24 December 2021 | Asia Cyber Summary

Updated: Dec 24, 2021


In the Spotlight this Week:

  • Hot Hong Kong NFT project Monkey Kingdom loses USD 1.3 million in hack, exposing security vulnerabilities

  • Singapore holds emergency meetings with CII sectors over Log4j

  • Meta sues hackers behind Facebook, WhatsApp and Instagram phishing attacks

  • FBI: State hackers exploiting new Zoho zero-day since October

  • Microsoft warns of easy Windows domain takeover via Active Directory bugs


Hot Hong Kong NFT Project Monkey Kingdom Loses USD 1.3 Million in Hack, Exposing Security Vulnerabilities

Popular non-fungible token (NFT) project Monkey Kingdom, founded by entrepreneurs in Hong Kong and promoted by celebrities such as JJ Lin and Steve Aoki, had its group chat hacked, allowing a cyber thief to steal nearly USD 1.3 million worth of cryptocurrencies with a phishing link.


A hacker stole an administrator account of the project’s group chat on Discord, a popular online instant messaging service, and posted a phishing link in the group chat on Tuesday, just as the project kicked off a new sale in earnest. Buyers lost more than 7,000 Solana, a popular cryptocurrency, to the scam, which amounts to nearly USD 1.3 million. The project announced on Twitter that it has earmarked 7,056 Solana for a “compensation fund” to help refund buyers who were scammed by the hack.


Singapore Holds Emergency Meetings With CII Sectors Over Log4j

Singapore has held emergency meetings with critical information infrastructure (CII) sectors to prepare them for potential threats stemming from the Log4j vulnerability. The country's cyber security agency has issued alerts on the Apache Java logging library flaw and is "closely monitoring" developments. Alerts were sent out to CII sector leads and businesses, instructing them to immediately patch their systems to the latest version. The government agency also was working with these CII representatives to roll out mitigation measures.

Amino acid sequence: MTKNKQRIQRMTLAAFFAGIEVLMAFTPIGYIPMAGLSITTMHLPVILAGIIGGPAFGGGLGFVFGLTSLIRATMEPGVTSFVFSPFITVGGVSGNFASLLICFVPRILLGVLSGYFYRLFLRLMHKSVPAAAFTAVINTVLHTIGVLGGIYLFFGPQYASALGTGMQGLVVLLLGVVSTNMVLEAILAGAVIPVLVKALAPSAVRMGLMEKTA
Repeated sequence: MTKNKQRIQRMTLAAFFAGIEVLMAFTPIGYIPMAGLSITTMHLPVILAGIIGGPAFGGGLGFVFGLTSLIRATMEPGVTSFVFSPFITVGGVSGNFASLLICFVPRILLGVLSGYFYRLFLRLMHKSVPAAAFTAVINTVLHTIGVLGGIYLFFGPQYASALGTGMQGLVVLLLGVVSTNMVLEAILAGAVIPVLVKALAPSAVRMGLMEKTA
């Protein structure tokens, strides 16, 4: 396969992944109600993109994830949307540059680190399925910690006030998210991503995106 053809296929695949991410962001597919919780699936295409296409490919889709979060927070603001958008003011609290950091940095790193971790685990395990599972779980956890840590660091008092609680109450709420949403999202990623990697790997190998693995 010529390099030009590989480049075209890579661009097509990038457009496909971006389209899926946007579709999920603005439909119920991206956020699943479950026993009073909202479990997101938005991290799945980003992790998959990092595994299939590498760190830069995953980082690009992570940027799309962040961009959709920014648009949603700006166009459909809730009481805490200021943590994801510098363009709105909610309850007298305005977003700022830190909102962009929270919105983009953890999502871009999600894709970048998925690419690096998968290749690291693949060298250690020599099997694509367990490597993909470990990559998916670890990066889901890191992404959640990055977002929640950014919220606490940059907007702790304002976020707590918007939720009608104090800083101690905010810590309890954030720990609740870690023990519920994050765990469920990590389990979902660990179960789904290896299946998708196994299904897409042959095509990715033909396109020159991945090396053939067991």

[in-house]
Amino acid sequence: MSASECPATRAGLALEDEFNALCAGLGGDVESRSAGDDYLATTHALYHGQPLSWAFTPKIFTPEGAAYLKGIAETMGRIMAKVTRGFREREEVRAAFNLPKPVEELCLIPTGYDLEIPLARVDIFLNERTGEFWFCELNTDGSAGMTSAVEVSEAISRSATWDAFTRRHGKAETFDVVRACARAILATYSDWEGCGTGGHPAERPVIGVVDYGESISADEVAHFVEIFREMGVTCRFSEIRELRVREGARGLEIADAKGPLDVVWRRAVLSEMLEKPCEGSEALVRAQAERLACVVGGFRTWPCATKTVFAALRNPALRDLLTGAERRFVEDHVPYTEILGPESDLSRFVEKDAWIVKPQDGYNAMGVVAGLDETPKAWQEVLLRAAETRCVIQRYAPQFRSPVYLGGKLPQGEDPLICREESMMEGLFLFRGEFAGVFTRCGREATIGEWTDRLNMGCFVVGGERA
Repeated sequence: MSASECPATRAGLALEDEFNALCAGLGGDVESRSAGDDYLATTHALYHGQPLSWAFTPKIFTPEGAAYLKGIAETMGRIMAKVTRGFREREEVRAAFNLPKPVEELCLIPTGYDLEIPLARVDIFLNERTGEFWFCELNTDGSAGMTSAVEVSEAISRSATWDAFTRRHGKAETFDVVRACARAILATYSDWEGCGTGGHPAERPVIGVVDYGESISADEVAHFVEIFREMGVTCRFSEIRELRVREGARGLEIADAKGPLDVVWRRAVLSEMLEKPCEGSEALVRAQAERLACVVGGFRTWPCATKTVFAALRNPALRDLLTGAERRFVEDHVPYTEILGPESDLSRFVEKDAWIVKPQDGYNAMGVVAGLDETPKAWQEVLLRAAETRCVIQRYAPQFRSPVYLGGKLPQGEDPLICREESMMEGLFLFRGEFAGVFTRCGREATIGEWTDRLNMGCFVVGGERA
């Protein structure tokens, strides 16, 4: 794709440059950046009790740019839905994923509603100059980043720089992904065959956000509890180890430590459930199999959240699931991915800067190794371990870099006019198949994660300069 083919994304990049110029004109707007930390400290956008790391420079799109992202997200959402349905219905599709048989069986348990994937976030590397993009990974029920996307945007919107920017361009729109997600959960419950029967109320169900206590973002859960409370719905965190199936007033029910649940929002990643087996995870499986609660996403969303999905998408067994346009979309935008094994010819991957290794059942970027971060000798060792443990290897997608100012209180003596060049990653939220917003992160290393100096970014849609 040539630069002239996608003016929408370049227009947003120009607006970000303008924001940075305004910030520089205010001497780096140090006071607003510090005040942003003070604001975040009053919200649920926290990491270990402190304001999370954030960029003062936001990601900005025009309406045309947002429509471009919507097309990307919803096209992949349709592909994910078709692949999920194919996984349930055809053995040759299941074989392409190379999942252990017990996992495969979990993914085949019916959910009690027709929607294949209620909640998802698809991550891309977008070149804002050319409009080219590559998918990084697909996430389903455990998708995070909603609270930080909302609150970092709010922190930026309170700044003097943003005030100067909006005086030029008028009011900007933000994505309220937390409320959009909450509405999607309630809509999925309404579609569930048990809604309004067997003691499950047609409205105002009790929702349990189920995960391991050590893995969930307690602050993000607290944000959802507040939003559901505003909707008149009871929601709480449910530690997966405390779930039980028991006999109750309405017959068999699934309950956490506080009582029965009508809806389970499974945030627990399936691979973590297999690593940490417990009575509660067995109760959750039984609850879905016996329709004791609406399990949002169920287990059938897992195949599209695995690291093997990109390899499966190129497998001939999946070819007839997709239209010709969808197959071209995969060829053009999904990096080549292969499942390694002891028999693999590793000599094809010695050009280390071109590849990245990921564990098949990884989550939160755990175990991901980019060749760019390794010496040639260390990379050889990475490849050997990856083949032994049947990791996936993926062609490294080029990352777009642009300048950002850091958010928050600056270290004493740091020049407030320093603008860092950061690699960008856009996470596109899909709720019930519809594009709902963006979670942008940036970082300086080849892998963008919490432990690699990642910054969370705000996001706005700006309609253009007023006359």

CSA said it was in contact with other international agencies and computer emergency response teams (CERTs) of ASEAN member states, to share information on the latest developments on Log4j. It urged organisations affected by the vulnerability to report to SingCERT should they uncover evidence of any compromise.


Meta Sues Hackers Behind Facebook, WhatsApp and Instagram Phishing Attacks

Facebook's parent company Meta Platforms on Monday said it has filed a federal lawsuit in the Us state of California against bad actors who operated more than 39,000 phishing websites that impersonated its digital properties to mislead unsuspecting users into divulging their login credentials.


The social engineering scheme involved the creation of rogue webpages that masqueraded as the login pages of Facebook, Messenger, Instagram, and WhatsApp, on which victims were prompted to enter their usernames and passwords that were then harvested by the defendants. The tech giant is also seeking USD 500,000 from the anonymous actors. Meta said it had banned four malicious cyber groups for targeting journalists, humanitarian organizations, and anti-regime military forces in Afghanistan and Syria.


FBI: State Hackers Exploiting New Zoho Zero-Day Since October

The Federal Bureau of Investigation (FBI) says a zero-day vulnerability in Zoho's ManageEngine Desktop Central has been under active exploitation by state-backed hacking groups (also known as APTs or advanced persistent threats) since at least October. The security flaw, patched by Zoho in early December, is a critical authentication bypass vulnerability attackers could exploit to execute arbitrary code on vulnerable Desktop Central servers.


The company advises backing up critical business data, disconnecting impacted network systems, formatting all compromised servers, restoring Desktop Central, and updating to the latest build. If signs of compromise are found, Zoho recommends initiating a password reset "for all services, accounts, Active Directory, etc. that has been accessed from the service installed machine", together with Active Directory administrator passwords.


Microsoft Warns of Easy Windows Domain Takeover via Active Directory Bugs

Microsoft warned customers today to patch two Active Directory domain service privilege escalation security flaws that, when combined, allow attackers to easily takeover Windows domains. The company released security updates to address the two security vulnerabilities (tracked as CVE-2021-42287 and CVE-2021-42278).


Windows admins are urged to update all domain controllers using the steps and information available in the following knowledgebase articles: KB5008102, KB5008380, and KB5008602.

Researchers who tested the PoC said they were able to easily use the tool to escalate privileges from standard Active Directory user to a Domain Admin in default configurations.



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